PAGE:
Drug Education News

News and views from the Drug Education Forum

New Statesman – Class war zone

The New Statesman has an article looking at what is effective in dealing with disruptive and difficult pupils.  Lord Ramsbotham, former chief inspector of prisons, is quoted saying:

“At the moment, what happens is that these young people, having been alienated from their families at an early age, are then excluded from school and turn to crime: drug-taking and dealing, knife crime and, in extreme but increasing cases, murder. Research shows that while poor parenting and low socio-economic status are major factors, school exclusion plays a significant environmental role in helping shape the criminals of tomorrow. The government needs to appoint a minister for inclusion to begin to address these issues.”

Ofsted, in its report, Reducing Exclusions of Black Pupils from Secondary Schools: Examples of Good Practice, identified three interrelated features that significantly reduce exclusions: “Respect for the individual in school and a systematic, caring and consistent approach to behaviour and personal development, the courage and willingness to discuss difficult issues, a focus on helping pupils to take more control of their lives by providing them with strategies to communicate well and look after each other.”

Filed under: drug prevention, Mentoring

Formalised Peer Mentoring

A colleague asked me what I knew about the evidence for peer mentoring and whilst the recent stuff about “cool kids” popped into my head I have to admit that I was momentarily at a loss.

After a bit of searching around the more accademic end of the web I’ve come across this report commissioned by the DCSF, which reminds us:

Other studies of classic model peer mentoring programmes have concluded that participating young people are less likely to use drugs and alcohol, less likely to be violent, have improved school attendance and performance and improved relationships with their parents and peers (Tierney et al, 1995; Jekielek et al, 2002). Schools operating a peer mentoring programme were found to create a more favourable school climate and showed a decline in pupil drop out rates (Stader and Gagnepain, 2000).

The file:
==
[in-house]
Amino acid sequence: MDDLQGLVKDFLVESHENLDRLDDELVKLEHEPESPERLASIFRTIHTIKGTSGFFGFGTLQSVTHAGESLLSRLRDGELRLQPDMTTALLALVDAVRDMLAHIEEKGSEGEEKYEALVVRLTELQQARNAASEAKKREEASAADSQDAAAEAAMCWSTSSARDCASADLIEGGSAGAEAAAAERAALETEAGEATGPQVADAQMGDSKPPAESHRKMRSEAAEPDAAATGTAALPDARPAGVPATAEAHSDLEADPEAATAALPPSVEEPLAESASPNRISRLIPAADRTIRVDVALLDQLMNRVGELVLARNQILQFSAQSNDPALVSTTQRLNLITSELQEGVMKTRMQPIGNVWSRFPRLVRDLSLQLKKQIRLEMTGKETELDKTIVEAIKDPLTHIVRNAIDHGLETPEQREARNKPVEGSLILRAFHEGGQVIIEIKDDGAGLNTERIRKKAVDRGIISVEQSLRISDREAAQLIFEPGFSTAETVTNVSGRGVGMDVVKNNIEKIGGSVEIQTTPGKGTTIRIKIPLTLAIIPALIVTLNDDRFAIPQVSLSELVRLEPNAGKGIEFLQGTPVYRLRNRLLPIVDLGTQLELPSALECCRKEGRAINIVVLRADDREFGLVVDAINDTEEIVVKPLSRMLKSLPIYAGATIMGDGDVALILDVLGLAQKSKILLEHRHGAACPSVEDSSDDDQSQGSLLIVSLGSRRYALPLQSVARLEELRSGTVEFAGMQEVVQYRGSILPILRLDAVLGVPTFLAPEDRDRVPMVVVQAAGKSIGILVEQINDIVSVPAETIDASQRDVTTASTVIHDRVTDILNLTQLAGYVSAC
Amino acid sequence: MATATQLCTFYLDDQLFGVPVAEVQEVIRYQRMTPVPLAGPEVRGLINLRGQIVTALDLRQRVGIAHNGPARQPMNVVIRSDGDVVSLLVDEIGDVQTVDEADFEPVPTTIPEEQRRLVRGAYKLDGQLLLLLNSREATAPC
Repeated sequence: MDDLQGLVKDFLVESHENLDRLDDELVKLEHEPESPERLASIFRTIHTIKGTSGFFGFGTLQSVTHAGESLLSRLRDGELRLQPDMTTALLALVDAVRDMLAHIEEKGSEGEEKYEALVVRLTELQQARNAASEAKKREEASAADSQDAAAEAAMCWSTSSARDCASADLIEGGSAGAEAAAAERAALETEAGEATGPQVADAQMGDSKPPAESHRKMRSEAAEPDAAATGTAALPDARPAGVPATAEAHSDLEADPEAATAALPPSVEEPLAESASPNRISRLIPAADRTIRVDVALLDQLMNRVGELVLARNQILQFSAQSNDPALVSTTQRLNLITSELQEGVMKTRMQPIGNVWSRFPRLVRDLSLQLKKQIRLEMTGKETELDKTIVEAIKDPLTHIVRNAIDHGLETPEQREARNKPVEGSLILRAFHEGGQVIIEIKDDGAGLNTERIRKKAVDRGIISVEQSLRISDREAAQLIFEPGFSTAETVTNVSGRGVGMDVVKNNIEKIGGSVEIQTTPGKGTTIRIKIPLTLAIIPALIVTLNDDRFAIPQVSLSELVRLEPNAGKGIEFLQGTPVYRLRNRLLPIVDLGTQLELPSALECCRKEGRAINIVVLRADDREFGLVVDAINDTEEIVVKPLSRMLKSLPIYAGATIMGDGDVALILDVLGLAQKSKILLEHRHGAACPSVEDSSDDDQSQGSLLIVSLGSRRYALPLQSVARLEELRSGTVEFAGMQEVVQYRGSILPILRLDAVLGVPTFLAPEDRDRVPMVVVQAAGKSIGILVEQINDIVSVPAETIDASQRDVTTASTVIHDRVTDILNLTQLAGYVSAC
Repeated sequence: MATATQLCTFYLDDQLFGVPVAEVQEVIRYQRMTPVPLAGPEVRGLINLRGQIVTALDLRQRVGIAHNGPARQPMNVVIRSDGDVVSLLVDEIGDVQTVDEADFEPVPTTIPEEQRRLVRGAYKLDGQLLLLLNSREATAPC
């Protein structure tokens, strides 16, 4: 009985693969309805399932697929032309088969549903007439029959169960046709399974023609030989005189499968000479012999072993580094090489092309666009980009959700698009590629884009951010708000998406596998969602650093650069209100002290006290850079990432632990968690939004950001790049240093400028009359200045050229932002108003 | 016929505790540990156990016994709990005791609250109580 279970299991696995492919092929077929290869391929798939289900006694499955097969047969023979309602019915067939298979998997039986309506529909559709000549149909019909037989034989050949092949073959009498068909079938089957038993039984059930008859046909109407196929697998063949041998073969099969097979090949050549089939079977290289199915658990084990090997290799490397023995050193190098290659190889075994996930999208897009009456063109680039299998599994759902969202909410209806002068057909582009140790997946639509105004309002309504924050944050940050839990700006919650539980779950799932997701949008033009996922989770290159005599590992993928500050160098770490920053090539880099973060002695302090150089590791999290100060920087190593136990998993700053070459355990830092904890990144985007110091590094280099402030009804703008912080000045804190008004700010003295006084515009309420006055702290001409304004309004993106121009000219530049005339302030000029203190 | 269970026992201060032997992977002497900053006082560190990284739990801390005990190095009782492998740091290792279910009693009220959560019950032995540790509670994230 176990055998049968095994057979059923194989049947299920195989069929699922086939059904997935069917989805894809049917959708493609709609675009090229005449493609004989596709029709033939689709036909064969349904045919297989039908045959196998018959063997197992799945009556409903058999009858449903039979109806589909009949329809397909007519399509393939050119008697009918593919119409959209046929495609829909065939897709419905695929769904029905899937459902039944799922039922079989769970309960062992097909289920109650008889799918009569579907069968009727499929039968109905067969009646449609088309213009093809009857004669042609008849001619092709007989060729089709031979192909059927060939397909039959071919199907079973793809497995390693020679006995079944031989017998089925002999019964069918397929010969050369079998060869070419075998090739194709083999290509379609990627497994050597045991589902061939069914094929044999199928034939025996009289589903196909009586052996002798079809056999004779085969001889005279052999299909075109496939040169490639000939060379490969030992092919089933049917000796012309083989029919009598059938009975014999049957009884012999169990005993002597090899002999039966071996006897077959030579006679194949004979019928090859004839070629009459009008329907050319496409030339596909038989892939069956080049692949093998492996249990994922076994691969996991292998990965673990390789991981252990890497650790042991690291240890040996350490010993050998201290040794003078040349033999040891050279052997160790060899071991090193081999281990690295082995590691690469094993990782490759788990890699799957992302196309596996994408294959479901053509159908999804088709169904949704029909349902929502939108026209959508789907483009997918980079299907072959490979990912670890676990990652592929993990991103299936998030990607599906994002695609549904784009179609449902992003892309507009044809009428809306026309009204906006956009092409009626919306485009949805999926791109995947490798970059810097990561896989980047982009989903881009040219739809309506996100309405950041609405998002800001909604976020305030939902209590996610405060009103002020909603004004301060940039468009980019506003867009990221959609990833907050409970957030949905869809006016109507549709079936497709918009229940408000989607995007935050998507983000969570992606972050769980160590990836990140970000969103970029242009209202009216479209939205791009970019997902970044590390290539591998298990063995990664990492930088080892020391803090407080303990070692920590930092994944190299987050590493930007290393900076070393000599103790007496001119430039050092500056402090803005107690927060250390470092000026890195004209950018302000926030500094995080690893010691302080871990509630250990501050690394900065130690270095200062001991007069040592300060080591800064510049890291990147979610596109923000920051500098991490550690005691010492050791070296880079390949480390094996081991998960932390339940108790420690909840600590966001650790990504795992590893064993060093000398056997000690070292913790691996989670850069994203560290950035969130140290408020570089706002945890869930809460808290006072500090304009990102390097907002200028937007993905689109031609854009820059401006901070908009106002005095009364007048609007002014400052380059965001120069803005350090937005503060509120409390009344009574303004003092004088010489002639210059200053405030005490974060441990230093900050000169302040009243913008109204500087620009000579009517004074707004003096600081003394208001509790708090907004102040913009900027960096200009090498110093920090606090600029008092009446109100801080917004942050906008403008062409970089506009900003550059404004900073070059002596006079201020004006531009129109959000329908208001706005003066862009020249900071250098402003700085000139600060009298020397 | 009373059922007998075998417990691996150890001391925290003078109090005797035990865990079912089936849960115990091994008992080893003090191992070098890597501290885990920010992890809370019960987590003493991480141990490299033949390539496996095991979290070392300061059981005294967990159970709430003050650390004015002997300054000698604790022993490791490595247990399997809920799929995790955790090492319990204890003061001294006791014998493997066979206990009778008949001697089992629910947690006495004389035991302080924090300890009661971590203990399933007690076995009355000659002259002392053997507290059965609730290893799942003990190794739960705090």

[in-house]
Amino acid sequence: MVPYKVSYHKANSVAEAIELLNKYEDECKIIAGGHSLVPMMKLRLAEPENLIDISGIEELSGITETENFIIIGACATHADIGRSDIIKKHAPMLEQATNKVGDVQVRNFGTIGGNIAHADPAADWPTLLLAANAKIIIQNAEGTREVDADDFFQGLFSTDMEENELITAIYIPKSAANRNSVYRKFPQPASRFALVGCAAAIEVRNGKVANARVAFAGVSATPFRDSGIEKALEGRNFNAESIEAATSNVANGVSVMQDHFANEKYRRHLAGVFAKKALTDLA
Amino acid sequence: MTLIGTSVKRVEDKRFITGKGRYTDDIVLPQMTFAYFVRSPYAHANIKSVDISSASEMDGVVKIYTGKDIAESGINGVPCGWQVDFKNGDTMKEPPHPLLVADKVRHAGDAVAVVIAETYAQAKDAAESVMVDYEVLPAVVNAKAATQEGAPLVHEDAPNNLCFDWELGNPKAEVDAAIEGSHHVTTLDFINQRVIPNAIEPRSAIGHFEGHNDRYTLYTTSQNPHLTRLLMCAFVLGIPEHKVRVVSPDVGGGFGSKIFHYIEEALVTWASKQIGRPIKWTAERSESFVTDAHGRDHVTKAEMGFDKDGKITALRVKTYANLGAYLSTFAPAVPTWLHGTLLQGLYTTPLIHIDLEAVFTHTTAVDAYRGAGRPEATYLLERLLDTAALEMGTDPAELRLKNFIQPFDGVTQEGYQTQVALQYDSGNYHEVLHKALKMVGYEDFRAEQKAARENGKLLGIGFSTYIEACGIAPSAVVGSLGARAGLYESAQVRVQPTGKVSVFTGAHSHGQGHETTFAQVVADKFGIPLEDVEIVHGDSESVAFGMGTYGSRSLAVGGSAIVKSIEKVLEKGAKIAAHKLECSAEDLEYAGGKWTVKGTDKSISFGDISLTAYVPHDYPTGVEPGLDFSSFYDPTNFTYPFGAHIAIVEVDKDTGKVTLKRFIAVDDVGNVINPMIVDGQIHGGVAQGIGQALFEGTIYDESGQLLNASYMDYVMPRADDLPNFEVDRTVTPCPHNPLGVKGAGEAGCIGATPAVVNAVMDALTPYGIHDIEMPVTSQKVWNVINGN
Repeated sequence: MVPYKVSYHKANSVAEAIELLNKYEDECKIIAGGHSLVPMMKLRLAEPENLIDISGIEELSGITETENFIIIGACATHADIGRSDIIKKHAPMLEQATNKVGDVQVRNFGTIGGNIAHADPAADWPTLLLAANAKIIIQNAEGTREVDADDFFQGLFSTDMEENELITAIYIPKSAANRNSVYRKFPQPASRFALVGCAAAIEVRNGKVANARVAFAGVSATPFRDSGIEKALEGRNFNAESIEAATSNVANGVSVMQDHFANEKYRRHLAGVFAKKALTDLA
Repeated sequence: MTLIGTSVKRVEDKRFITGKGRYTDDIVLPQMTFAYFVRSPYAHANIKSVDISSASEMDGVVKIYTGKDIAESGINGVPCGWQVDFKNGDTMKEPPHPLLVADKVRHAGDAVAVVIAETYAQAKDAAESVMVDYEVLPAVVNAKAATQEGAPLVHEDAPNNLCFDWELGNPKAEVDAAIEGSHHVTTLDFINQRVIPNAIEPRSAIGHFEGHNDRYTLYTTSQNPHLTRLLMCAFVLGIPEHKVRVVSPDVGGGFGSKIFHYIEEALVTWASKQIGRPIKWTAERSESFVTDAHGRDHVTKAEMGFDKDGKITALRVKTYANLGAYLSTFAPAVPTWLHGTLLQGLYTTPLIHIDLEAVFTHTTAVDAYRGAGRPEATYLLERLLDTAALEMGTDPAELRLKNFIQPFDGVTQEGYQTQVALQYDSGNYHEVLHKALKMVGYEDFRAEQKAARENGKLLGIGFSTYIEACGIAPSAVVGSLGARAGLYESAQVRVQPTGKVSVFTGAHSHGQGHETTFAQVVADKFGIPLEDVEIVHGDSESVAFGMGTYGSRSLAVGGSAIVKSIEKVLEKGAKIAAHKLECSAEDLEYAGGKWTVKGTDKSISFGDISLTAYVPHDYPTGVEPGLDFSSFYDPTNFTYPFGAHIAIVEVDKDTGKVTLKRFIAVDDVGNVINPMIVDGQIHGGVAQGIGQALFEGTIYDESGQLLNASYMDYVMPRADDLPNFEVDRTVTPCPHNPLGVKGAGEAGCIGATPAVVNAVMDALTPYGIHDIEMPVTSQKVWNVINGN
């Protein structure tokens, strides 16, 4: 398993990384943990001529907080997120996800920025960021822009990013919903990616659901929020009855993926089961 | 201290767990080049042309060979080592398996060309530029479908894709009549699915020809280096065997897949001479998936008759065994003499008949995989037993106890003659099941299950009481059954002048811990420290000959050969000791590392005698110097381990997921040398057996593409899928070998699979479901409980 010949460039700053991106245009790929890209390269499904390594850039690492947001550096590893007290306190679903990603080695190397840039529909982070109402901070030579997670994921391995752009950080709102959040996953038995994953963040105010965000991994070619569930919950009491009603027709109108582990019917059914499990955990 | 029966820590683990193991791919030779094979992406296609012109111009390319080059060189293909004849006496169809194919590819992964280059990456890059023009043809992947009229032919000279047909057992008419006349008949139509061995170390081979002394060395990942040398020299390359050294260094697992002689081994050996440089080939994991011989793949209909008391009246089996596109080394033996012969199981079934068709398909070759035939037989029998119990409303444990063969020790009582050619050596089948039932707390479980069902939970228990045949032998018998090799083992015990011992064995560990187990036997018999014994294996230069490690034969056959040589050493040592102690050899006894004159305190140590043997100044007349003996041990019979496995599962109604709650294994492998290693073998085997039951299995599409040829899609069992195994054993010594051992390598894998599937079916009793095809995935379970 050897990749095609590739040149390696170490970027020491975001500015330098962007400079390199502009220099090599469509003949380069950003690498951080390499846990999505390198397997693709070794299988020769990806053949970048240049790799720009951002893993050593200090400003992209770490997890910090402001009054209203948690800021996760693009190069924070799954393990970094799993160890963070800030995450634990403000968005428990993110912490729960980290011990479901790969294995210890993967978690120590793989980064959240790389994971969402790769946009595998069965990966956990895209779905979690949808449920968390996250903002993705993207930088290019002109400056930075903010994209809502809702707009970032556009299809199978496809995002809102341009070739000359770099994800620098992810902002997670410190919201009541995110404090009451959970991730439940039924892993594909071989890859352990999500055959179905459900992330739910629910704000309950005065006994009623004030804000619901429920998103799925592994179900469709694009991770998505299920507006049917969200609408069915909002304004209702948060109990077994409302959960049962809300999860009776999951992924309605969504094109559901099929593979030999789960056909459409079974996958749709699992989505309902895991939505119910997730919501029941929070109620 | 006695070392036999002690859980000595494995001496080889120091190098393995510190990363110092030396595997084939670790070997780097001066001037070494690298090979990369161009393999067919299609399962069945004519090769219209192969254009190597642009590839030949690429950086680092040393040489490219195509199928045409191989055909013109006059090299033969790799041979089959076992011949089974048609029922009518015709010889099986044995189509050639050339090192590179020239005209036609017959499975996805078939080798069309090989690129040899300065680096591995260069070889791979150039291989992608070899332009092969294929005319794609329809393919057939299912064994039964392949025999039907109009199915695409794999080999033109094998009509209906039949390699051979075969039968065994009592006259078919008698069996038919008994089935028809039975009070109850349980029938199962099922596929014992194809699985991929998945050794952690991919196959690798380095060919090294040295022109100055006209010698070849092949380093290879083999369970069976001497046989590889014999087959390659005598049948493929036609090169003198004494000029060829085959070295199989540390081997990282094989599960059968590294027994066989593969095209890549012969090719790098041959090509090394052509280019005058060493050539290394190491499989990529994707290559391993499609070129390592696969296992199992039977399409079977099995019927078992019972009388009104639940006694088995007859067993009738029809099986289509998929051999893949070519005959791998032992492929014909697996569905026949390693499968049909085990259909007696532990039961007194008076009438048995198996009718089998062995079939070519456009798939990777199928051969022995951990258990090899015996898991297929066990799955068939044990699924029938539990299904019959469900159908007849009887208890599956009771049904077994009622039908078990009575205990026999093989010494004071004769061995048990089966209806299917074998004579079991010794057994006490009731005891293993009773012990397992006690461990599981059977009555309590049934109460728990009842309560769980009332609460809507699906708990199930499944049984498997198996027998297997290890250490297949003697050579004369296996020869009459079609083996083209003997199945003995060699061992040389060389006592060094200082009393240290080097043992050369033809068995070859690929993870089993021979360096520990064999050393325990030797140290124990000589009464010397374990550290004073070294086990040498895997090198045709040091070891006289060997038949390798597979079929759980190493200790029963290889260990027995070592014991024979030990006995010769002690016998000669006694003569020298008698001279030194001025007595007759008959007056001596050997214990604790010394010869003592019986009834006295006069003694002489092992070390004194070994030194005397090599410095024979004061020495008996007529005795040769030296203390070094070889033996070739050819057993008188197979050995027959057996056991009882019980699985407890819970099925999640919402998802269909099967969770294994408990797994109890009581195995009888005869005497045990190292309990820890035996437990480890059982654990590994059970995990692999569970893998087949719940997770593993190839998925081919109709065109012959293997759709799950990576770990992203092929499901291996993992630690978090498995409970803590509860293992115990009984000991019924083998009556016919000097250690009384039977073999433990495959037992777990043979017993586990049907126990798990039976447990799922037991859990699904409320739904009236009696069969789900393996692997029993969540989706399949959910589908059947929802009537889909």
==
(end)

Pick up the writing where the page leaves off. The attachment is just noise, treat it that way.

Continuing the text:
Also worth a look should this be of interest is a literature review compiled by the University of Glasgow, Mentoring and Young People, which makes the point that there wasn’t much UK based research and what there is can’t be conclusive (something, I guess, the DCSF research is trying to address). 

The DCSF published report is an evaluation of the work done by the Mentoring and Befriending Foundation:

Over the past two years, the Mentoring and Befriending Foundation has been managing a national peer mentoring pilot, the purpose of which is to evaluate the effectiveness of different peer mentoring models in schools and to assess the impact that they are having on the students involved.

The 180 schools taking part in the pilot focussed their peer mentoring activity in four key areas: attainment, bullying, behaviour and transition. 

The researchers conclude the programme has been largely successful and say:

In evaluating the Formalised Peer Mentoring Pilot project, findings suggest that schools are engaging positively and productively with the project. The strong anecdotal and qualitative evidence provided by the mentee and mentor ‘voice’ and the quantitative evidence gathered from pupils and scheme coordinators highlight the benefits experienced by those involved. The very positive findings provide an enhanced basis for the engagement of further schools and the opportunity for existing projects to become more embedded within internal school structures.  

See also Mentoring Programmes and Youth Development for a US take on this issue.

Filed under: drug prevention, Mentoring

About this blog

This blog tries to pick up relevant media and research stories about drug education. It mainly focuses on information in England as this is the geographical remit for the Drug Education Forum. We welcome comments that are on topic.

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